Posts Tagged ‘Nobles County Pheasants Forever’

Minnesota Recap: Getting Back to Where it All Began

Friday, November 1st, 2013

Pheasant Run #1, the first-ever land acquisition in Pheasants Forever's rich conservation history. Photo by Anthony Hauck / Pheasants Forever

Pheasant Run #1, the first-ever land acquisition in Pheasants Forever’s rich conservation history. Photo by Anthony Hauck / Pheasants Forever

Five days and 2,200 miles after we left Minnesota, the Rooster Road Trip crew made it back to where it all began; Pheasant Run #1 in Nobles County, Minnesota – the first property purchased and made open to the public by Pheasants Forever – and there couldn’t be a more fitting way to end this trip.

Hunting this notable public piece was on all our pheasant hunting bucket lists.  And, at nearly 30-years-old, Pheasant Run #1 still looked prime thanks to the volunteers with the Nobles County Pheasants Forever chapter who use funds they raise to keep the grass growing here and at the other 29 land acquisitions the group has participated in during the last three decades.

This state Wildlife Management Area started as a 40-acre property and has expanded over the years. In fact, this area is in part of a stretch where, if a pheasant hunter was so inclined, he or she could walk nearly seven consecutive miles of public land. These add-ons are also attributed to the efforts of Nobles County Pheasants Forever.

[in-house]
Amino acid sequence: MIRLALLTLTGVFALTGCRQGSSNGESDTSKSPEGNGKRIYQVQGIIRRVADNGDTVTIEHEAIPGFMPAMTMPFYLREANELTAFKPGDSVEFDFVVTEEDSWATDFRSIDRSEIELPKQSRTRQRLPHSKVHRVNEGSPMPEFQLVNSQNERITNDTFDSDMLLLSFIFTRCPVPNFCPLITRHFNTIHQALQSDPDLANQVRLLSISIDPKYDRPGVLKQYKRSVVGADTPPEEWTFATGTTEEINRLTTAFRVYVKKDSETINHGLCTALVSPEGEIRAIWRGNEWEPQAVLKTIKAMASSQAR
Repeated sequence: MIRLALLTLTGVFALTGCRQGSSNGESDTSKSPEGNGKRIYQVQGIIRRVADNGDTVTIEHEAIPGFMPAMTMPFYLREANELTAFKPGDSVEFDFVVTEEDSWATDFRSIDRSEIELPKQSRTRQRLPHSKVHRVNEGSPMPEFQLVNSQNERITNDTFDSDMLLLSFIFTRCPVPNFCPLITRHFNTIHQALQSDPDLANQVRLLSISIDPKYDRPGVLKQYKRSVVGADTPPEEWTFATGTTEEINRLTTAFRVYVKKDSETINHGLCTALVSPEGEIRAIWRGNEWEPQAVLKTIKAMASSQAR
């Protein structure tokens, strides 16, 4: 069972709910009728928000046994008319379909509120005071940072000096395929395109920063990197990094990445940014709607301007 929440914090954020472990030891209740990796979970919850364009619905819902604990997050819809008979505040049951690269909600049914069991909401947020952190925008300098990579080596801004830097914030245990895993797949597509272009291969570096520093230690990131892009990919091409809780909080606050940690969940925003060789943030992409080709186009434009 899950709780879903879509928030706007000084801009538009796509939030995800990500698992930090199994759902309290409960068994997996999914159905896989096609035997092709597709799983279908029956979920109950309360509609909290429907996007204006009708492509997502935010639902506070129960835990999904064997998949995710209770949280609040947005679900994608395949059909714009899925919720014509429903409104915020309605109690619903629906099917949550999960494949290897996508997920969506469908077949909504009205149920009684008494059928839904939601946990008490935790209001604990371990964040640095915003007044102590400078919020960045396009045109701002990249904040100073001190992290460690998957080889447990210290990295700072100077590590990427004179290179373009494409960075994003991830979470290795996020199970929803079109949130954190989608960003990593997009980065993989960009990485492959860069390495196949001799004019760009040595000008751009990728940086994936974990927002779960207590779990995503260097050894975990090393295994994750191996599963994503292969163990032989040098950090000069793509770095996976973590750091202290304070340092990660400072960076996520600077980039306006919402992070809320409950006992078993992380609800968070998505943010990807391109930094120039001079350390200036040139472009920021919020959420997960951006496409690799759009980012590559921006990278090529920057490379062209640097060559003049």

We were joined by chapter board member Nathan Holt and his two black labs, “Nitro” and “Phelps;” board member Chad Nixon and his two yellow labs, “KC” and “Molly;” and board member Bruce Amundson his black lab, “Jackie.” As it turns out, Bruce actually helped start the chapter (#013), so I felt confident with him as my “guide.”

As we spread out across the rolling hills of bluestem, with cattails filling the depressions between, Pheasant Run #1 proved the old adage once again: “Where there’s quality habitat, there’re birds.” Unfortunately, the pheasants were doing what they do best on extremely windy days, flushing wild out of gun range.

Somehow, I was still completely content walking out of that field without a bird. Just knowing the pheasants were there – and will continue to thrive – was enough to check this off as a highlight of my pheasant hunting career.

As the years pass, hunters like us will come and go, bird dogs like “Annie,” “Sprig” and “Beau” will find their first birds here and some, inevitably, will find their last. But, the grass and pheasants will remain thanks to chapters like Nobles County Pheasants Forever. It will be here for the next generation of wingshooters, always calling with opens arms to those who are willing to put on the miles and chase these beautiful birds.

Sadly, time catches up with all of us, and Rooster Road Trip 2013 has to come to an end. From North Dakota to Iowa, we’ve met and hunted with some of the finest volunteers PF has to offer, and I thank each and every one of them for the memories.

It has been an experience of a lifetime for all of us.

Thank you, readers, for supporting Pheasants Forever, our wildlife habitat conservation mission, and for riding along with Rooster Road Trip 2013.

Low Brass is written by Rehan Nana, Pheasants Forever’s Public Relations Specialist. Email Rehan at RNana@pheasantsforever.org and follow him on Twitter at @RehanNanaQF.